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Comparing the Right to Buy in England, Scotland, Wales and Northern Ireland

Published Friday, June 9, 2017

This House of Commons Library briefing paper provides a comparison of Right to Buy policies in England, Scotland, Wales and Northern Ireland.

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Increasingly divergent Right to Buy policies

The devolution of housing policy to Scotland, Wales and Northern Ireland is resulting in increasingly diverse approaches in certain areas - the Right to Buy is one such policy area.

England - incentivising and extending the Right to Buy

The statutory Right to Buy scheme was first introduced by the Housing Act 1980. The Act gave qualifying council tenants the Right to Buy their home at a discount. The scheme has been subject to various amendments over the intervening years, including several changes to the qualifying period as a tenant and the level of discount available. In England the current Right to Buy scheme is governed by the Housing Act 1985 (as amended).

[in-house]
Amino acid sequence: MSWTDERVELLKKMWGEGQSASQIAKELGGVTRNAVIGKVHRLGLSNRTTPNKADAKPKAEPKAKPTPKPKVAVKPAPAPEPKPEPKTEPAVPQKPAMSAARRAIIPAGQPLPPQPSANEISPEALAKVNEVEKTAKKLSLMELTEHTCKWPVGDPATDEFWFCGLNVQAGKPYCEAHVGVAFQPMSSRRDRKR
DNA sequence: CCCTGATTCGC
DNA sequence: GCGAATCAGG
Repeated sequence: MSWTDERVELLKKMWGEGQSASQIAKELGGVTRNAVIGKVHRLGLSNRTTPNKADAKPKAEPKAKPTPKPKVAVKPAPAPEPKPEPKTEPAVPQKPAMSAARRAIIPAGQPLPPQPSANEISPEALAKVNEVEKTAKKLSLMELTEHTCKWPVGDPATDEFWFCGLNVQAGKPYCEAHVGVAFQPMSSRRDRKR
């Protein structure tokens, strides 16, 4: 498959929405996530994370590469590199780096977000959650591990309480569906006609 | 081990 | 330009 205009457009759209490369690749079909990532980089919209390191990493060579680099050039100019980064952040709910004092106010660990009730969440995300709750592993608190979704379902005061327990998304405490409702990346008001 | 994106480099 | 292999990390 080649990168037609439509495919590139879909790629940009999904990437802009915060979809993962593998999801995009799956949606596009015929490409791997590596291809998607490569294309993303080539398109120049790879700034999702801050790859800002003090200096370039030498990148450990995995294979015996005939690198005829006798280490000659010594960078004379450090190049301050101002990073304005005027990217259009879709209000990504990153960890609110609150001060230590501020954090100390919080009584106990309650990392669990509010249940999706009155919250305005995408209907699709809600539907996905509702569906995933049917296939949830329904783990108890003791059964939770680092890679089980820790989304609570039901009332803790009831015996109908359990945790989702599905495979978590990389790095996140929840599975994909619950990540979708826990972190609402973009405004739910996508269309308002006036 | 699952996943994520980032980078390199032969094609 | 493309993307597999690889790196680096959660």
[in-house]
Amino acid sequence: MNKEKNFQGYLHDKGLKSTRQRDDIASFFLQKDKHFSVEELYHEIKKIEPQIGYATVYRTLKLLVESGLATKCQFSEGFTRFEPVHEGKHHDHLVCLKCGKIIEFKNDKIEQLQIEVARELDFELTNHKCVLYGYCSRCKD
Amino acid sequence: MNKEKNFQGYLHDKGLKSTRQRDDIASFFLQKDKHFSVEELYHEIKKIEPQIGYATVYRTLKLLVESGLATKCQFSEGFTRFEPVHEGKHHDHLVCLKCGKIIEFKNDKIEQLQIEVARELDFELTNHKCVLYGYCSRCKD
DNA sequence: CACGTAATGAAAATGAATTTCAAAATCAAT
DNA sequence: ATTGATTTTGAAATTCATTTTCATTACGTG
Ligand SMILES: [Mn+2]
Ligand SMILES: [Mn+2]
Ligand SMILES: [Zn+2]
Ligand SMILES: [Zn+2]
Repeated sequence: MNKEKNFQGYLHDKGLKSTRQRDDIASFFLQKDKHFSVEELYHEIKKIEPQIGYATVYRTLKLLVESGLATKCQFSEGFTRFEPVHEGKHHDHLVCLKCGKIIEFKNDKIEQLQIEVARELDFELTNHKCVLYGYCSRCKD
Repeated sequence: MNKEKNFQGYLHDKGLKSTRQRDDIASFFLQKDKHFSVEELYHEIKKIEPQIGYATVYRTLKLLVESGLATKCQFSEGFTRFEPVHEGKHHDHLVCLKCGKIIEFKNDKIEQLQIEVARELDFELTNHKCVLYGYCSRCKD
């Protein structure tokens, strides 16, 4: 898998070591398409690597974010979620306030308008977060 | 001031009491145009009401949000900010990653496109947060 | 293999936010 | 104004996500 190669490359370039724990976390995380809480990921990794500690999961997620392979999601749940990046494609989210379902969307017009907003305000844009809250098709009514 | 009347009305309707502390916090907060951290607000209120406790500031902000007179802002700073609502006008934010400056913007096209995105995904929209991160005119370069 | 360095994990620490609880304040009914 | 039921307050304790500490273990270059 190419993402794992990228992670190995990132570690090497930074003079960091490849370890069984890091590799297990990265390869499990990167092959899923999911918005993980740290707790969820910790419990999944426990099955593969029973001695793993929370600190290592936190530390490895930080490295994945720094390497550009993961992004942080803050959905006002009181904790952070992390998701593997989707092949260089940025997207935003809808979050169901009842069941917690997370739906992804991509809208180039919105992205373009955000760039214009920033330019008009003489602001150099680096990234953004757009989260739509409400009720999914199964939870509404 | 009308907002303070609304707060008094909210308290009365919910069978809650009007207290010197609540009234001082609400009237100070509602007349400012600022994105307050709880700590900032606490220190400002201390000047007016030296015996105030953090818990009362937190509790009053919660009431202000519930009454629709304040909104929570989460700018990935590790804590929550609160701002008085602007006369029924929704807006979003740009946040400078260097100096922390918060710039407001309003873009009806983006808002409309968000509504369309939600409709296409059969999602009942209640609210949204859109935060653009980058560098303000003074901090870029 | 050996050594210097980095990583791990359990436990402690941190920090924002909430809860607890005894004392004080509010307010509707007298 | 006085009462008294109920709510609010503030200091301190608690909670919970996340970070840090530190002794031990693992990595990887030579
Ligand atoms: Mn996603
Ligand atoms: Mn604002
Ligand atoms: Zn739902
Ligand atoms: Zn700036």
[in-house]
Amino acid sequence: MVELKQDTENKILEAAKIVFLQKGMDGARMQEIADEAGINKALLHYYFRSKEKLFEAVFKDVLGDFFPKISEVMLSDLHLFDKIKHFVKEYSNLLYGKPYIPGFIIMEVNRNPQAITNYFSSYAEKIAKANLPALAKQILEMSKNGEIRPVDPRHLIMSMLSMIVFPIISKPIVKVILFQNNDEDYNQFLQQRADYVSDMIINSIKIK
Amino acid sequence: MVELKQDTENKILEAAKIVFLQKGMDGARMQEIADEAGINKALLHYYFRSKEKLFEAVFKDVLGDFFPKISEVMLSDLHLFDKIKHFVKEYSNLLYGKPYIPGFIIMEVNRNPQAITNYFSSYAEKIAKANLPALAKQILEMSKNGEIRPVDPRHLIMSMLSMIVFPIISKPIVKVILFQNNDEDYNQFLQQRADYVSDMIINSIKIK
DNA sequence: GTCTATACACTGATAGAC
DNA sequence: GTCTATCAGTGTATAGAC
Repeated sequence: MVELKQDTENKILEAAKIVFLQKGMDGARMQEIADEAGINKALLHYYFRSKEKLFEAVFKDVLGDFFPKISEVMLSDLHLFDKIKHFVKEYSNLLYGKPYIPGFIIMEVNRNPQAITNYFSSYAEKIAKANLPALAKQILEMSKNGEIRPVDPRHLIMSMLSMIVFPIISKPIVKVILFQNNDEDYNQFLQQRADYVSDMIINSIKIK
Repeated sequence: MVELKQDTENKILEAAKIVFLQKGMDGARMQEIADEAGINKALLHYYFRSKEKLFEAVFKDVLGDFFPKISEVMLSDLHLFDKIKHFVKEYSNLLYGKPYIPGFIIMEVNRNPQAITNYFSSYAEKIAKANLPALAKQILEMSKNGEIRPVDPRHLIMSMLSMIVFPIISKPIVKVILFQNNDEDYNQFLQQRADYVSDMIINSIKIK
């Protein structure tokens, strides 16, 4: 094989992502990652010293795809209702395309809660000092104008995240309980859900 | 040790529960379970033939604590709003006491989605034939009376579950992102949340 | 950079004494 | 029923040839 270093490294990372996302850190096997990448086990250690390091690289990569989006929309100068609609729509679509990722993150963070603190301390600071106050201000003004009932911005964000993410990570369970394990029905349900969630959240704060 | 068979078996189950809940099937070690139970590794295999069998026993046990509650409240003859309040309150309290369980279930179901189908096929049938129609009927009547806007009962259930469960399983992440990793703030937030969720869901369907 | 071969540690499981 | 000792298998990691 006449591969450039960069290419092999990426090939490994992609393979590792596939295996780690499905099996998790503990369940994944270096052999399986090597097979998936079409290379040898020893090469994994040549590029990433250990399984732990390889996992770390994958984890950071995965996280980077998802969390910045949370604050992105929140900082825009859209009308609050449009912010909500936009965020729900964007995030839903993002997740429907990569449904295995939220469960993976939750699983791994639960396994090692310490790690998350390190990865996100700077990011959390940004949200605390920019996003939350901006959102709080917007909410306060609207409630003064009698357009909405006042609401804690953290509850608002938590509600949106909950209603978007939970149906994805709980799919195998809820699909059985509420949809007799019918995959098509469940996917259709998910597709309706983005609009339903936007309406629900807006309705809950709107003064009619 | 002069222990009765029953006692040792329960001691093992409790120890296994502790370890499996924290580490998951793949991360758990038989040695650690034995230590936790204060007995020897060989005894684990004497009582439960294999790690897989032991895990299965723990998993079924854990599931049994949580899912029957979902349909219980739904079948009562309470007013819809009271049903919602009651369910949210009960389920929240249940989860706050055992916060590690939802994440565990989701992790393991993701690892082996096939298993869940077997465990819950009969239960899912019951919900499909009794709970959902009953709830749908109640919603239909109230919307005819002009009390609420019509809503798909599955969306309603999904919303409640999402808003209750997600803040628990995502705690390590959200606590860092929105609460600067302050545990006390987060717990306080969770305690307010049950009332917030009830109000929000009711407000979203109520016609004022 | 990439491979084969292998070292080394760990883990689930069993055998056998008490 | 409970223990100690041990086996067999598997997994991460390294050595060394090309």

The 2010 Coalition Government ‘incentivised’ the Right to Buy in England. Key policy changes included the abolition of regional variations in maximum discounts and a significant increase in the maximum discount available, together with a reduction in the qualifying period. The Government’s stated aim was to increase the number of tenants exercising the Right to Buy.

The Conservative Party’s 2015 Manifesto included a commitment to “extend the Right to Buy to tenants in Housing Associations to enable more people to buy a home of their own.” An offer developed by the National Housing Federation (the representative body of housing associations) was accepted by the 2015 Government and work began to extend the Right to Buy to assured tenants of housing associations on a voluntary, rather than a statutory, basis. No implementation date for the roll-out of the voluntary scheme was announced before the 2017 General Election.

Scotland and Wales restrict and abolish the Right to Buy

In contrast, the Scottish Government has restricted the Right to Buy and legislated to abolish it completely in 2014. Eligible tenants had up to 31 July 2016 to exercise their Right to Buy.

The Welsh Government has also decided to abolish the Right to Buy. The Abolition of the Right to Buy and Associated Rights (Wales) Bill was introduced on 13 March 2017 and is now progressing through the Assembly.

Northern Ireland - no current plans to extend or restrict the Right to Buy

Northern Ireland has a Right to Buy scheme (the House Sales Scheme) in place for both Housing Executive (the largest social housing provider) and housing association tenants, and has a qualifying tenancy period of five years. At the time of writing, no plans to extend or restrict the scheme have been announced.

 

 

 

Commons Briefing papers CBP-7174

Authors: Elizabeth Parkin; Wendy Wilson

Topics: Housing, Owner occupation, Social rented housing

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